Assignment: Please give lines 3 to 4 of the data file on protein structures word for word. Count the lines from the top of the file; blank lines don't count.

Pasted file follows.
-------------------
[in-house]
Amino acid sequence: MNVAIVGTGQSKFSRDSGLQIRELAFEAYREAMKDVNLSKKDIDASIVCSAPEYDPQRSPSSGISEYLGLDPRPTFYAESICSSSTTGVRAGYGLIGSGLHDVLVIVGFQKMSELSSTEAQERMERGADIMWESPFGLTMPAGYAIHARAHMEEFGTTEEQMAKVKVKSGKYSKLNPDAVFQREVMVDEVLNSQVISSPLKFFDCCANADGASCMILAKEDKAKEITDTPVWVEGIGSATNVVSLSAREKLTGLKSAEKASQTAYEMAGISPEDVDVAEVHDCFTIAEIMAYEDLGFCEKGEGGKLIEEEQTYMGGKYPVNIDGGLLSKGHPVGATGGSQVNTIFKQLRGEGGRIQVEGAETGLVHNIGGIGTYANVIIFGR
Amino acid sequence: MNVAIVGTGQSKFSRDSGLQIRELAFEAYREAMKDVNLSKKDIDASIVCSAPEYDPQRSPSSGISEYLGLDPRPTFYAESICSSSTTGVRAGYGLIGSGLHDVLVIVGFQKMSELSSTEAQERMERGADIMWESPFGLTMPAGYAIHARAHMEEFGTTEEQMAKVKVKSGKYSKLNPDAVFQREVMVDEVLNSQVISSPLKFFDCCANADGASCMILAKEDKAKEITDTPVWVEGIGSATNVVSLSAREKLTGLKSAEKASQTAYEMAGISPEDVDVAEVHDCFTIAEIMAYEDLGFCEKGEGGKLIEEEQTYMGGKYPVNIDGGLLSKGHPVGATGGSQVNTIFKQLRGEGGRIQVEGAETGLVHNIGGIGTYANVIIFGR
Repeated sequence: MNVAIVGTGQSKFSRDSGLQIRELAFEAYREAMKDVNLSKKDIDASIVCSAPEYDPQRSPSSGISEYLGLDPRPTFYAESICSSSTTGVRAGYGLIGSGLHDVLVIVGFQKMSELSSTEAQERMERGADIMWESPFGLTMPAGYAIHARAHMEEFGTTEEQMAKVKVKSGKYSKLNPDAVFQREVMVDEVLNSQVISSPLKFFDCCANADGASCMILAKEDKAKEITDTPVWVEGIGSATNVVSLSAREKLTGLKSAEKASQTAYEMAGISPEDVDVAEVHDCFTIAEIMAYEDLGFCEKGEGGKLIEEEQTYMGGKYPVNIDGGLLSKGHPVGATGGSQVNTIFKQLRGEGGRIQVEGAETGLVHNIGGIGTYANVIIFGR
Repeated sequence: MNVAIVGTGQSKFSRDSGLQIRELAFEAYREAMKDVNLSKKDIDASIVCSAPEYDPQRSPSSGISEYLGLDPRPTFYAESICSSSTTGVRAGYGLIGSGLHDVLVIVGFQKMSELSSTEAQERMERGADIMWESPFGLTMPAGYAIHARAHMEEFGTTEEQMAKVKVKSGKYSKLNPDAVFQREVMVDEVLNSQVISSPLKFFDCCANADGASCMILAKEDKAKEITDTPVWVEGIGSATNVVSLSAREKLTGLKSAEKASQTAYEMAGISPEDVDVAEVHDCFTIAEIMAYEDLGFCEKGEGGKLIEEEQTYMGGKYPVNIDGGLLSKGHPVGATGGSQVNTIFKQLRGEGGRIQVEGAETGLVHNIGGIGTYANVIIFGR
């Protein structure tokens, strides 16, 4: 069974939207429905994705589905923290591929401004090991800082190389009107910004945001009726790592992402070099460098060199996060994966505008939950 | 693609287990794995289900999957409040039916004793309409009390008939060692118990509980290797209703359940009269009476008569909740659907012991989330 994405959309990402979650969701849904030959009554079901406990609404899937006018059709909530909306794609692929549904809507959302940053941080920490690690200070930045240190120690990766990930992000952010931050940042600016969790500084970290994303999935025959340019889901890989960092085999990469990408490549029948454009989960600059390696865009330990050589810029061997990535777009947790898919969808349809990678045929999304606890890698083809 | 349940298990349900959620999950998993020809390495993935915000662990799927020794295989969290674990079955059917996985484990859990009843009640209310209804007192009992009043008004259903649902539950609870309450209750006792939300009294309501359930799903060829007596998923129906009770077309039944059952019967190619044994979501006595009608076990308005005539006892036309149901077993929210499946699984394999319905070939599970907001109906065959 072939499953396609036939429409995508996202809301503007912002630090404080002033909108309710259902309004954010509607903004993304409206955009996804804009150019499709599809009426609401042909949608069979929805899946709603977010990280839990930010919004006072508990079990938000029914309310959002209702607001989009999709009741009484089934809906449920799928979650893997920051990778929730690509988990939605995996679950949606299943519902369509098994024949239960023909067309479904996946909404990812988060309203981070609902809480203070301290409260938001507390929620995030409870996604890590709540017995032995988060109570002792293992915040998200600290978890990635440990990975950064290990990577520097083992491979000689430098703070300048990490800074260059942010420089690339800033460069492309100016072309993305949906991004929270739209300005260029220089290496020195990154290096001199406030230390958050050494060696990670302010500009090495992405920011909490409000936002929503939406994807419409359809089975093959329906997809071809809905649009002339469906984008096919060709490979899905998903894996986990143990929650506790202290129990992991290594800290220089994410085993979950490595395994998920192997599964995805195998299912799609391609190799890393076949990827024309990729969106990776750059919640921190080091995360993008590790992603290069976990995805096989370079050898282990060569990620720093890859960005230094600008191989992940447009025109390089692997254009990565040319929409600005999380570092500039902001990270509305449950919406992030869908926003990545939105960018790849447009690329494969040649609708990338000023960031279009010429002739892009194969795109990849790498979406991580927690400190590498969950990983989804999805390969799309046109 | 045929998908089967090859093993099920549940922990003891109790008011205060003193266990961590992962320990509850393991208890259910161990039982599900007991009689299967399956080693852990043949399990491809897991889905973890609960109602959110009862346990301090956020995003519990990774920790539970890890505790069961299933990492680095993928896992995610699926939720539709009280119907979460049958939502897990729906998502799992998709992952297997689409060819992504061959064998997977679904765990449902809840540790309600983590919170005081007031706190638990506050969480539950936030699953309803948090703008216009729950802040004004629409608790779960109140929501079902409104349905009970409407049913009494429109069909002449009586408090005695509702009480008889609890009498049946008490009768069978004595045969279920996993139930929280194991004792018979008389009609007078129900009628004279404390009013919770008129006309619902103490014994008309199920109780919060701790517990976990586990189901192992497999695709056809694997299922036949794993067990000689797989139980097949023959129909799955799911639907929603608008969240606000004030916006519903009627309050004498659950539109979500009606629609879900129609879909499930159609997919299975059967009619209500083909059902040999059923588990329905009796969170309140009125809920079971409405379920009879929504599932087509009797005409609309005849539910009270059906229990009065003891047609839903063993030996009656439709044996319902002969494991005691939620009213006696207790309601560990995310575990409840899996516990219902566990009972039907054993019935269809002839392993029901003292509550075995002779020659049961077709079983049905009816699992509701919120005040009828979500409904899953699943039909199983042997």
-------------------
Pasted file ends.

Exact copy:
Amino acid sequence: MNVAIVGTGQSKFSRDSGLQIRELAFEAYREAMKDVNLSKKDIDASIVCSAPEYDPQRSPSSGISEYLGLDPRPTFYAESICSSSTTGVRAGYGLIGSGLHDVLVIVGFQKMSELSSTEAQERMERGADIMWESPFGLTMPAGYAIHARAHMEEFGTTEEQMAKVKVKSGKYSKLNPDAVFQREVMVDEVLNSQVISSPLKFFDCCANADGASCMILAKEDKAKEITDTPVWVEGIGSATNVVSLSAREKLTGLKSAEKASQTAYEMAGISPEDVDVAEVHDCFTIAEIMAYEDLGFCEKGEGGKLIEEEQTYMGGKYPVNIDGGLLSKGHPVGATGGSQVNTIFKQLRGEGGRIQVEGAETGLVHNIGGIGTYANVIIFGR
Repeated sequence: MNVAIVGTGQSKFSRDSGLQIRELAFEAYREAMKDVNLSKKDIDASIVCSAPEYDPQRSPSSGISEYLGLDPRPTFYAESICSSSTTGVRAGYGLIGSGLHDVLVIVGFQKMSELSSTEAQERMERGADIMWESPFGLTMPAGYAIHARAHMEEFGTTEEQMAKVKVKSGKYSKLNPDAVFQREVMVDEVLNSQVISSPLKFFDCCANADGASCMILAKEDKAKEITDTPVWVEGIGSATNVVSLSAREKLTGLKSAEKASQTAYEMAGISPEDVDVAEVHDCFTIAEIMAYEDLGFCEKGEGGKLIEEEQTYMGGKYPVNIDGGLLSKGHPVGATGGSQVNTIFKQLRGEGGRIQVEGAETGLVHNIGGIGTYANVIIFGR